Ubuntu installer for Nexus 7 launched for developers
Ubuntu-sponsor Canonical has released an application to make it relatively easy for users to install its Linux distribution onto Google's 7-inch Nexus 7 tablet. Aimed exclusively at developers and testers, the Ubuntu Nexus 7 Installer completely removes the default Android mobile operating system and all user data on the ASUS-made tablet, and installs the desktop version of Ubuntu.
Ubuntu founder Mark Shuttleworth has already said that the focus of 13.04 development will be looking at the core of Ubuntu from a mobile point of view, with special attention being paid to improving mobile metrics: battery life, the number of running processes and the operating system's memory footprint. The Nexus 7 installer can be seen as an economical way of providing developers with a test bed for measuring those metrics. The Nexus 7 port of Ubuntu has no enhancements for mobile or touch use and is not being developed as a product.
The Nexus 7 install tool, which requires Ubuntu 12.04 LTS or later to run, provides a simple graphical user interface to download the latest unstable development release of Ubuntu and flash it onto the Nexus 7 tablet. To install Ubuntu onto the Nexus 7 using the application, users will first need to unlock the tablet's boot loader in order to flash the image of Ubuntu to it. Once unlocked, the Nexus 7 needs to be started in fastboot mode and connected to the system running the tool. According to the Installation wiki page, flashing Ubuntu to the Nexus 7 should take approximately two minutes to complete, after which the device will be restarted to complete the installation.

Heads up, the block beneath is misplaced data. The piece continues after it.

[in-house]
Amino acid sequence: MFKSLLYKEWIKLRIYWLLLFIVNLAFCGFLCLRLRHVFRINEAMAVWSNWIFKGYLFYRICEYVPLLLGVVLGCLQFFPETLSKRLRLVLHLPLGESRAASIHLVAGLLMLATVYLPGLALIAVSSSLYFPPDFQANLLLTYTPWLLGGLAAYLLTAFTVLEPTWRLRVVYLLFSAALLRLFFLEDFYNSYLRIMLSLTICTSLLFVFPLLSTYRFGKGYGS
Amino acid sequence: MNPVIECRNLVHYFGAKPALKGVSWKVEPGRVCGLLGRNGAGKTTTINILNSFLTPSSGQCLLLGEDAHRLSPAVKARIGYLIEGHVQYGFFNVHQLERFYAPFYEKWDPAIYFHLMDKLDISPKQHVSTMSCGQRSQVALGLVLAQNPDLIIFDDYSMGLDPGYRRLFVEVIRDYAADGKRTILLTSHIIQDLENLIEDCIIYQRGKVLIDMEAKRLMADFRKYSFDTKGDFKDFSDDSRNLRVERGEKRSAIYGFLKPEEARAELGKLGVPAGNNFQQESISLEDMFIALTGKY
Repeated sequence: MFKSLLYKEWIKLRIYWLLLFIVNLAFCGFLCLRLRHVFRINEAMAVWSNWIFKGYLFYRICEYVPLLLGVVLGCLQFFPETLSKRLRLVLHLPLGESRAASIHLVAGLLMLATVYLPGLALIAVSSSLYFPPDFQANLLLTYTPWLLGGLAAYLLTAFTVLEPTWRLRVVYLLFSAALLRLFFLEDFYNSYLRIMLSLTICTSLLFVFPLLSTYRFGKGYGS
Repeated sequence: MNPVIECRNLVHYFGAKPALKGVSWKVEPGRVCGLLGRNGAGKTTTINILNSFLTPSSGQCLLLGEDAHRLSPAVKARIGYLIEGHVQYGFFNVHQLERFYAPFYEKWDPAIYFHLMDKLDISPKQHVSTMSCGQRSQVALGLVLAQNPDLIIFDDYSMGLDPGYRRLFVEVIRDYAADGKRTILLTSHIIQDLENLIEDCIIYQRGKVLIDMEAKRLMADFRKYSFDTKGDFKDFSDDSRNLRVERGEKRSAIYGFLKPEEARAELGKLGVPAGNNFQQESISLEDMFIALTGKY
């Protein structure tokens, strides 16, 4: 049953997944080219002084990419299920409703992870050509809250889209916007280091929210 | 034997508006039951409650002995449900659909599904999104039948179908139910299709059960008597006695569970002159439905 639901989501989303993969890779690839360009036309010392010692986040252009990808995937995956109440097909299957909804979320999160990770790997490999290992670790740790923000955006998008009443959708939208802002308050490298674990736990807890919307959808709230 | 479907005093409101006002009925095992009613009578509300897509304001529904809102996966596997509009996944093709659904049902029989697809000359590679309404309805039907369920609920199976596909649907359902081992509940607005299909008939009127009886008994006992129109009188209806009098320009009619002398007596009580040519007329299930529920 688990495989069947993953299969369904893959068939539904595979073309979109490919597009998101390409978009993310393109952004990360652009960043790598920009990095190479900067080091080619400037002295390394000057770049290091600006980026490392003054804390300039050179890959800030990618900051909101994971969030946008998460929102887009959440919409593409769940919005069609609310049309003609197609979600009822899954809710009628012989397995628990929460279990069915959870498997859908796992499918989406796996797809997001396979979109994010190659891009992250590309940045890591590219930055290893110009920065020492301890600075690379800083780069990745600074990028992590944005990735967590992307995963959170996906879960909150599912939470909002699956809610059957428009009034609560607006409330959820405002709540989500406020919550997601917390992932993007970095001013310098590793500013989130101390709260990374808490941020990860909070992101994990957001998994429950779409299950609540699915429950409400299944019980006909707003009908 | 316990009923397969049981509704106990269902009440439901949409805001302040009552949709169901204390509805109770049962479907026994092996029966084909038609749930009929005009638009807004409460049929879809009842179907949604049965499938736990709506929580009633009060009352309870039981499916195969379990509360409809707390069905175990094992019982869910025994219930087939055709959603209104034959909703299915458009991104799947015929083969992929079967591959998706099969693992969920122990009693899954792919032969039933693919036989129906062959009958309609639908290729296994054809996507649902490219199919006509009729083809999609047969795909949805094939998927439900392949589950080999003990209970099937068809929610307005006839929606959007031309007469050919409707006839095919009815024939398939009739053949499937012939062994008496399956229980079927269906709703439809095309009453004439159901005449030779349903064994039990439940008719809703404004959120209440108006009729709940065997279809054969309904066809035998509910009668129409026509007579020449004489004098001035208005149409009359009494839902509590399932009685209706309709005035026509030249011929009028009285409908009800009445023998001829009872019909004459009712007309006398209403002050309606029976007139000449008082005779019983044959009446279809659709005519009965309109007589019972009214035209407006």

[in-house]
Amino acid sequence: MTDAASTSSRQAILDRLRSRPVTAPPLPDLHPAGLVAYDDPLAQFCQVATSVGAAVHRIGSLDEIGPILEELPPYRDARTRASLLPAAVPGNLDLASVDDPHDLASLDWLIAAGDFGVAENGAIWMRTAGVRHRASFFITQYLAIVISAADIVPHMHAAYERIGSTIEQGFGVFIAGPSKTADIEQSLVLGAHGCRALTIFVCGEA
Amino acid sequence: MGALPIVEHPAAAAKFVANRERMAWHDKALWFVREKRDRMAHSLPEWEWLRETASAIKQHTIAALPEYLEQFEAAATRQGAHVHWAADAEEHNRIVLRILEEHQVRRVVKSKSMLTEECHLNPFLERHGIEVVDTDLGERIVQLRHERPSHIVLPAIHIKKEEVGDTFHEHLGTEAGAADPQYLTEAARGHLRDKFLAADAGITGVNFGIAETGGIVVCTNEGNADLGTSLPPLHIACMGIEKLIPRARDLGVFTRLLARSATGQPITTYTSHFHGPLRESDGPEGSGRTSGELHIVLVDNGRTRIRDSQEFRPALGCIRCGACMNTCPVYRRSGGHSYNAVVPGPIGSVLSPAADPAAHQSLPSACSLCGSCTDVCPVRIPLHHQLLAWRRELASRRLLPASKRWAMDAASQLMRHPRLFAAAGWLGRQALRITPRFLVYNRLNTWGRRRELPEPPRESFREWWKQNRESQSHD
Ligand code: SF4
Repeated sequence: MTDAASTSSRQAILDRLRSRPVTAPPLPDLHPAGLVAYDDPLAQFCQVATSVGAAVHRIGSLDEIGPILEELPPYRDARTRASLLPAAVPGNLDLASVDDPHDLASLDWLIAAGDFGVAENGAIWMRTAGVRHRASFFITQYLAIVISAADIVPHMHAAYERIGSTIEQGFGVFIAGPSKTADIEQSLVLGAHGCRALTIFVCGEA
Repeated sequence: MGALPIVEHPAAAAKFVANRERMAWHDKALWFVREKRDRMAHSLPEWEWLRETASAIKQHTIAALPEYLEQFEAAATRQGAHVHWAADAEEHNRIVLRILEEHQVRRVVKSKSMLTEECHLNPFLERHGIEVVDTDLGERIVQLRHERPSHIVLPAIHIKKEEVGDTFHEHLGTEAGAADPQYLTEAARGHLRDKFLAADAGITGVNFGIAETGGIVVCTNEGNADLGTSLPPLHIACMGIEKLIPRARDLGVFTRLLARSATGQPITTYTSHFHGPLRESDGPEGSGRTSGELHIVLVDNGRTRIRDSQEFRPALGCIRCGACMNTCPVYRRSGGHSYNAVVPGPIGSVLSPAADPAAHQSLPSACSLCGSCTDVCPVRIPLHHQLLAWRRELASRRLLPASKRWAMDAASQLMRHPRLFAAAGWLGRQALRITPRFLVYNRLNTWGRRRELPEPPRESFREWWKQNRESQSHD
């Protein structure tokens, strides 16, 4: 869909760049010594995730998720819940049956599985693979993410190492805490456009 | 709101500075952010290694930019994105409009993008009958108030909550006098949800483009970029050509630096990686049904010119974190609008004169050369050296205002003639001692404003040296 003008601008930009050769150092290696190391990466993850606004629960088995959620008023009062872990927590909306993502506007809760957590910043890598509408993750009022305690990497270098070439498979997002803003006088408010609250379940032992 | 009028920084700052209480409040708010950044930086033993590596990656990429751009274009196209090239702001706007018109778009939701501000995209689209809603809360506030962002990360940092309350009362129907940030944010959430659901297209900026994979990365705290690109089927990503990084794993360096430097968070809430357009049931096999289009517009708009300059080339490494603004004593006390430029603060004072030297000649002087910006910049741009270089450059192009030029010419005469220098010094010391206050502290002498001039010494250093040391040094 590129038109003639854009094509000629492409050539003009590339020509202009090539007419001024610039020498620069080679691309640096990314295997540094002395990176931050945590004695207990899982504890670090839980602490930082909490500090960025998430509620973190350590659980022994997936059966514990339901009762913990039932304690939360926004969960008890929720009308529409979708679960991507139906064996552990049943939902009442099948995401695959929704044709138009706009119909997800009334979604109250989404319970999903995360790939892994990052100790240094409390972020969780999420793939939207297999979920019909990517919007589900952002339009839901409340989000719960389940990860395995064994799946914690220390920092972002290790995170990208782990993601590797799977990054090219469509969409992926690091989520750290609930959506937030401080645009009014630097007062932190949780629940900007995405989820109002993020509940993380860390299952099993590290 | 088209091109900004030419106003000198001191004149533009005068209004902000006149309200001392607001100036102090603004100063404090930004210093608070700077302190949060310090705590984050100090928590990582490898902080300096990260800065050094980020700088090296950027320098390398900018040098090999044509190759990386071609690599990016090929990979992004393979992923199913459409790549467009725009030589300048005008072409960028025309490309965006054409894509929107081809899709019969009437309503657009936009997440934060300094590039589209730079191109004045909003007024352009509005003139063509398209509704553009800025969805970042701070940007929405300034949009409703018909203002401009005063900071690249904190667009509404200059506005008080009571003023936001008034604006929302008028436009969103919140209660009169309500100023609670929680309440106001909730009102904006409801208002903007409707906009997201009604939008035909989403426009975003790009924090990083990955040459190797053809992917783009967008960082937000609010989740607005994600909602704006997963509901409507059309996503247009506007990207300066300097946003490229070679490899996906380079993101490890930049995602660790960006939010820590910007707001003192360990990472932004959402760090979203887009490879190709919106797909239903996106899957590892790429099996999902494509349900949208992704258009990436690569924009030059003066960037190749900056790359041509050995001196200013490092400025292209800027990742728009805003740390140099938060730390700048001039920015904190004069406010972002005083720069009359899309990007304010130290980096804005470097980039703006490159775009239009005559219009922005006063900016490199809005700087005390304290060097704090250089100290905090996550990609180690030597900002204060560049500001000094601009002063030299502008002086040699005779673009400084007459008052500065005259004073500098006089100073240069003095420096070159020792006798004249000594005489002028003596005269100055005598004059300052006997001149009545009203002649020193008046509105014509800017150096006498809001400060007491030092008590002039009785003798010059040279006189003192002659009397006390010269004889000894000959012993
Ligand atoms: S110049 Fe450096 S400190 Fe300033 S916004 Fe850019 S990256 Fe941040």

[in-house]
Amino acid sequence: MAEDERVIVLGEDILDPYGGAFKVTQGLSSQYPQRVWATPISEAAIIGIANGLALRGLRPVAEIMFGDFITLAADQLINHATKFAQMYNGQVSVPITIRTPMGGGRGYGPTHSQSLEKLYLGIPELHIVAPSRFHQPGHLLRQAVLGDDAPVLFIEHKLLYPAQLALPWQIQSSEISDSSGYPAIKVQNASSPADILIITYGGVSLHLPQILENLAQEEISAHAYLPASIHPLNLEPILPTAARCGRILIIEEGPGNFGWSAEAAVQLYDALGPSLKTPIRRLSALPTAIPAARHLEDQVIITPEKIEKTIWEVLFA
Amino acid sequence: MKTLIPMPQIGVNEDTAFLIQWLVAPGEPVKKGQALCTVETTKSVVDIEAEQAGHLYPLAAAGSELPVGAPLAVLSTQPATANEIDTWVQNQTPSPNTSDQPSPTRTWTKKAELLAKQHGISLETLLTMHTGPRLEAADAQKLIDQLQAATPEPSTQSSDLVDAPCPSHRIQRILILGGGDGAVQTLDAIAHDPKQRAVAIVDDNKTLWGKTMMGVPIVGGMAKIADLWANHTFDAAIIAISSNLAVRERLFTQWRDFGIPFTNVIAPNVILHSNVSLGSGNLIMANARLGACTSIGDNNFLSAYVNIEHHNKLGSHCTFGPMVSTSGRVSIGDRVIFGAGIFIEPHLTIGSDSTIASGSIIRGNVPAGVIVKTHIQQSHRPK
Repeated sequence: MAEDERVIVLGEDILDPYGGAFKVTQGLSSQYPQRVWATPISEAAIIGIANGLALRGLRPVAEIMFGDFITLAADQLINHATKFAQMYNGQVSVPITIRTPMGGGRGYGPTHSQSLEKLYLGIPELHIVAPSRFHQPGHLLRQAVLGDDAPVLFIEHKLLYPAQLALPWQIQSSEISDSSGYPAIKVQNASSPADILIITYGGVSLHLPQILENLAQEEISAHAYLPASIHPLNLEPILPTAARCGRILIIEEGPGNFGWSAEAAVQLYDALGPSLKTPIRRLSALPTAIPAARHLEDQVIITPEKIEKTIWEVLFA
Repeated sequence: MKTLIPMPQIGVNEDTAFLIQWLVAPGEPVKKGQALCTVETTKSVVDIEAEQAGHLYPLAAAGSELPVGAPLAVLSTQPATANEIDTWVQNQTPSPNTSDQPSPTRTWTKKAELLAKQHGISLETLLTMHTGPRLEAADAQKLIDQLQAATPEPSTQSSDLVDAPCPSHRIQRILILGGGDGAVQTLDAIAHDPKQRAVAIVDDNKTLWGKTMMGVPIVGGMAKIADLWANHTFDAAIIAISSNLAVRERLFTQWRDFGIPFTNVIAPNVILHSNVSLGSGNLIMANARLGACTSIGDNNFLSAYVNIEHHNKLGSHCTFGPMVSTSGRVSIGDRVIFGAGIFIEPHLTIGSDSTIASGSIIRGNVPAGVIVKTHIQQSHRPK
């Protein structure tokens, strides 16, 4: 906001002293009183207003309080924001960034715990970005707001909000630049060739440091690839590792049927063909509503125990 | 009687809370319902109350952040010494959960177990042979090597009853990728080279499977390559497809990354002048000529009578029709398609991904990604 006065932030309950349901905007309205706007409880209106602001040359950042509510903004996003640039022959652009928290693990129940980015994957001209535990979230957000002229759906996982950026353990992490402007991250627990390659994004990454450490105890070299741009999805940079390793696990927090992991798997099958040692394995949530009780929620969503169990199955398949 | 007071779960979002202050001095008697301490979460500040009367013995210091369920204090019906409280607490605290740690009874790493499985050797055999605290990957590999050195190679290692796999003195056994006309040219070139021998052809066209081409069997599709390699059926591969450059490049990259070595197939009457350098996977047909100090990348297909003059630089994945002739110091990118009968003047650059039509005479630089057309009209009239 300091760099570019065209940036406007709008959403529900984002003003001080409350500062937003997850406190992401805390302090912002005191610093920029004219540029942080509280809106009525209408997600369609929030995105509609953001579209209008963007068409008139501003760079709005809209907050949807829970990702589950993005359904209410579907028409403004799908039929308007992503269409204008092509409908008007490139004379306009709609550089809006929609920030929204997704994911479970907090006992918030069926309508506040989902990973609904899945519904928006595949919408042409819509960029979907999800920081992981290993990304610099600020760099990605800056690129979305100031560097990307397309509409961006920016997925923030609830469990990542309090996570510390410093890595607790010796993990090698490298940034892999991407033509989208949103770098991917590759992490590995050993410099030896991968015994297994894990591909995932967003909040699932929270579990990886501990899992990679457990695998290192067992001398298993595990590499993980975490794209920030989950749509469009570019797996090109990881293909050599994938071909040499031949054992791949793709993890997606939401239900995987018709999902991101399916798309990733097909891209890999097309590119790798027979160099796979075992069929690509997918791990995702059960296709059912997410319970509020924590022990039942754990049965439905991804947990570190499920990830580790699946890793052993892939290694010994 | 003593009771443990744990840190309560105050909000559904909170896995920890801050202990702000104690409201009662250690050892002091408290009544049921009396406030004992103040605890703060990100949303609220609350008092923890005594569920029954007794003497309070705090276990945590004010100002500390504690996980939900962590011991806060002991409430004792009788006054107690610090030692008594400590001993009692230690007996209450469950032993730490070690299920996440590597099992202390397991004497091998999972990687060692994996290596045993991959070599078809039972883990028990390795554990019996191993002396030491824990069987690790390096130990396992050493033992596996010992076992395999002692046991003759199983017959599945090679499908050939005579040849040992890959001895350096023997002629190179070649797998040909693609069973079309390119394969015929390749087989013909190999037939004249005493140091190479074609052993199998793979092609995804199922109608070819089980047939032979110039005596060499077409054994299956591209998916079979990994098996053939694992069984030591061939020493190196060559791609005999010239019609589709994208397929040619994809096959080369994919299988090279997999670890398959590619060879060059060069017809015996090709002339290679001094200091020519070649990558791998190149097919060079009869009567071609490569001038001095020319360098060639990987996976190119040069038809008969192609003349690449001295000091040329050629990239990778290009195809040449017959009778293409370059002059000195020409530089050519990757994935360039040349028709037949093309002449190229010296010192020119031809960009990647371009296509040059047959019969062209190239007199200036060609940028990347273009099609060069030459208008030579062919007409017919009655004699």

The installer was released ahead of the Ubuntu Developer Summit (UDS), which began today (29 October) and is currently taking place in Copenhagen, Denmark. At the four-day event, the developers will be outlining their plans for the next major release of Ubuntu, 13.04, code-named "Raring Ringtail", and decide what features they want to include. Further information about installing Ubuntu onto the Nexus 7, including a list of known problems, can be found on the Ubuntu wiki. Instructions for re-installing Android 4.1.x "Jelly Bean" back onto the device are also provided; factory images for the Nexus 7 are available from Google's Android Developer portal.
The H reminds users that, as with all development software, inexperienced users are advised not to flash their devices as they could unintentionally "brick" them, resulting in a complete loss of functionality.
- Shuttleworth: Secret development of 13.04's "Tada" features, a report from The H.